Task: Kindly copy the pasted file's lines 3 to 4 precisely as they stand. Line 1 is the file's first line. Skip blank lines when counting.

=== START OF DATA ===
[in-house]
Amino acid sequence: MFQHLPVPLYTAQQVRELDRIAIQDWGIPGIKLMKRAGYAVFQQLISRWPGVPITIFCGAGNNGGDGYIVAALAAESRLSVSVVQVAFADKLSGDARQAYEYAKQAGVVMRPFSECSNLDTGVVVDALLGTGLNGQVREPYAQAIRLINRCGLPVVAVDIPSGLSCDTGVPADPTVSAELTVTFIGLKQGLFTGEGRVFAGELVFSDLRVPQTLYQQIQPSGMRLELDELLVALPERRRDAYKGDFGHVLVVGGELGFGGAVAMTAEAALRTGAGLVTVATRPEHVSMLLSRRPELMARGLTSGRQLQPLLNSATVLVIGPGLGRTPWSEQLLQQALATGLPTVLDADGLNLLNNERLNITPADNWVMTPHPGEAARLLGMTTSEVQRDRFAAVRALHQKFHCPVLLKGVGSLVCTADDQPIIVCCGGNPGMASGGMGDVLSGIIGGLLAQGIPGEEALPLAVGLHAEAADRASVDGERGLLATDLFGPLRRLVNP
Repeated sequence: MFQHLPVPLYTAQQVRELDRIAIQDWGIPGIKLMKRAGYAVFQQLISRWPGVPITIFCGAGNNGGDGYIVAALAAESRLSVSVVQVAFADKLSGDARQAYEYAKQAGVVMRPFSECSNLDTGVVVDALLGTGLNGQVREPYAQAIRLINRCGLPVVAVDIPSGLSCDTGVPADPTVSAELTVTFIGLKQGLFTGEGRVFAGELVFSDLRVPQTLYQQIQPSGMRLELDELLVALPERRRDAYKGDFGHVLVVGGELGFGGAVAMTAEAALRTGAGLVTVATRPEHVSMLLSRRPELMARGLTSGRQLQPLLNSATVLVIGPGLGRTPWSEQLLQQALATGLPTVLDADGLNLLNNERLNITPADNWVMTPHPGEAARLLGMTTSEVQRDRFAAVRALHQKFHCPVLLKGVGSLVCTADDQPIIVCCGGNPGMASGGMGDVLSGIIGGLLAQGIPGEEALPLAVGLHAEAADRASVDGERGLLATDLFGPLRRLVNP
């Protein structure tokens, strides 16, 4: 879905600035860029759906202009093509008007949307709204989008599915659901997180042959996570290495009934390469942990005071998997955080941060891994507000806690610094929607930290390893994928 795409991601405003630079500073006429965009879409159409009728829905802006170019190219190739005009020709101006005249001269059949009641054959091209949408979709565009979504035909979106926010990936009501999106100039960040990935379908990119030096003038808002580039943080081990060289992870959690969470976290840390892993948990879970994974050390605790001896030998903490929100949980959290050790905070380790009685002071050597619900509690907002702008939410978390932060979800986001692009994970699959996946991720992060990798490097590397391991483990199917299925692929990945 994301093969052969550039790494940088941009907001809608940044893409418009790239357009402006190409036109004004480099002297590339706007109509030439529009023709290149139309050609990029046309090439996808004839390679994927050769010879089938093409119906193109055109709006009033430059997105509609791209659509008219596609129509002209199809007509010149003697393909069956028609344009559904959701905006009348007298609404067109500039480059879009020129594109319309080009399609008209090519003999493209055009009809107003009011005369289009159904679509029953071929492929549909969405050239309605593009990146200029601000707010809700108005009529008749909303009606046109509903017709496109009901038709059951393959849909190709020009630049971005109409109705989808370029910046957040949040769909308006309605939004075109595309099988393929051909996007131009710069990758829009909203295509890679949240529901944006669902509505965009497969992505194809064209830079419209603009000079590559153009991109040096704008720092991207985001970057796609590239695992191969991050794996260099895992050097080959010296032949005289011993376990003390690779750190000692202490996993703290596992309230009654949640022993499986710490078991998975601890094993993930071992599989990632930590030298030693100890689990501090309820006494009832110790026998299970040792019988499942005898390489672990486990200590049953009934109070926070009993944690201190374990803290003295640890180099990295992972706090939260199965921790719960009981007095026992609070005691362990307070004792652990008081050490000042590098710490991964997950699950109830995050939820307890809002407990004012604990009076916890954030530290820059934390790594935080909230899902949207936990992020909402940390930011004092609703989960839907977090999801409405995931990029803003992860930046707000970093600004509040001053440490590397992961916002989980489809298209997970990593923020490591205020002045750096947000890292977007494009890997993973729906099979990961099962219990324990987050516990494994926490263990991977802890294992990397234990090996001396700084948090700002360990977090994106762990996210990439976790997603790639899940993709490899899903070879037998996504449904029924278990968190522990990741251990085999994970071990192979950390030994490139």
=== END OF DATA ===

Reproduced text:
Repeated sequence: MFQHLPVPLYTAQQVRELDRIAIQDWGIPGIKLMKRAGYAVFQQLISRWPGVPITIFCGAGNNGGDGYIVAALAAESRLSVSVVQVAFADKLSGDARQAYEYAKQAGVVMRPFSECSNLDTGVVVDALLGTGLNGQVREPYAQAIRLINRCGLPVVAVDIPSGLSCDTGVPADPTVSAELTVTFIGLKQGLFTGEGRVFAGELVFSDLRVPQTLYQQIQPSGMRLELDELLVALPERRRDAYKGDFGHVLVVGGELGFGGAVAMTAEAALRTGAGLVTVATRPEHVSMLLSRRPELMARGLTSGRQLQPLLNSATVLVIGPGLGRTPWSEQLLQQALATGLPTVLDADGLNLLNNERLNITPADNWVMTPHPGEAARLLGMTTSEVQRDRFAAVRALHQKFHCPVLLKGVGSLVCTADDQPIIVCCGGNPGMASGGMGDVLSGIIGGLLAQGIPGEEALPLAVGLHAEAADRASVDGERGLLATDLFGPLRRLVNP
């Protein structure tokens, strides 16, 4: 879905600035860029759906202009093509008007949307709204989008599915659901997180042959996570290495009934390469942990005071998997955080941060891994507000806690610094929607930290390893994928 795409991601405003630079500073006429965009879409159409009728829905802006170019190219190739005009020709101006005249001269059949009641054959091209949408979709565009979504035909979106926010990936009501999106100039960040990935379908990119030096003038808002580039943080081990060289992870959690969470976290840390892993948990879970994974050390605790001896030998903490929100949980959290050790905070380790009685002071050597619900509690907002702008939410978390932060979800986001692009994970699959996946991720992060990798490097590397391991483990199917299925692929990945 994301093969052969550039790494940088941009907001809608940044893409418009790239357009402006190409036109004004480099002297590339706007109509030439529009023709290149139309050609990029046309090439996808004839390679994927050769010879089938093409119906193109055109709006009033430059997105509609791209659509008219596609129509002209199809007509010149003697393909069956028609344009559904959701905006009348007298609404067109500039480059879009020129594109319309080009399609008209090519003999493209055009009809107003009011005369289009159904679509029953071929492929549909969405050239309605593009990146200029601000707010809700108005009529008749909303009606046109509903017709496109009901038709059951393959849909190709020009630049971005109409109705989808370029910046957040949040769909308006309605939004075109595309099988393929051909996007131009710069990758829009909203295509890679949240529901944006669902509505965009497969992505194809064209830079419209603009000079590559153009991109040096704008720092991207985001970057796609590239695992191969991050794996260099895992050097080959010296032949005289011993376990003390690779750190000692202490996993703290596992309230009654949640022993499986710490078991998975601890094993993930071992599989990632930590030298030693100890689990501090309820006494009832110790026998299970040792019988499942005898390489672990486990200590049953009934109070926070009993944690201190374990803290003295640890180099990295992972706090939260199965921790719960009981007095026992609070005691362990307070004792652990008081050490000042590098710490991964997950699950109830995050939820307890809002407990004012604990009076916890954030530290820059934390790594935080909230899902949207936990992020909402940390930011004092609703989960839907977090999801409405995931990029803003992860930046707000970093600004509040001053440490590397992961916002989980489809298209997970990593923020490591205020002045750096947000890292977007494009890997993973729906099979990961099962219990324990987050516990494994926490263990991977802890294992990397234990090996001396700084948090700002360990977090994106762990996210990439976790997603790639899940993709490899899903070879037998996504449904029924278990968190522990990741251990085999994970071990192979950390030994490139």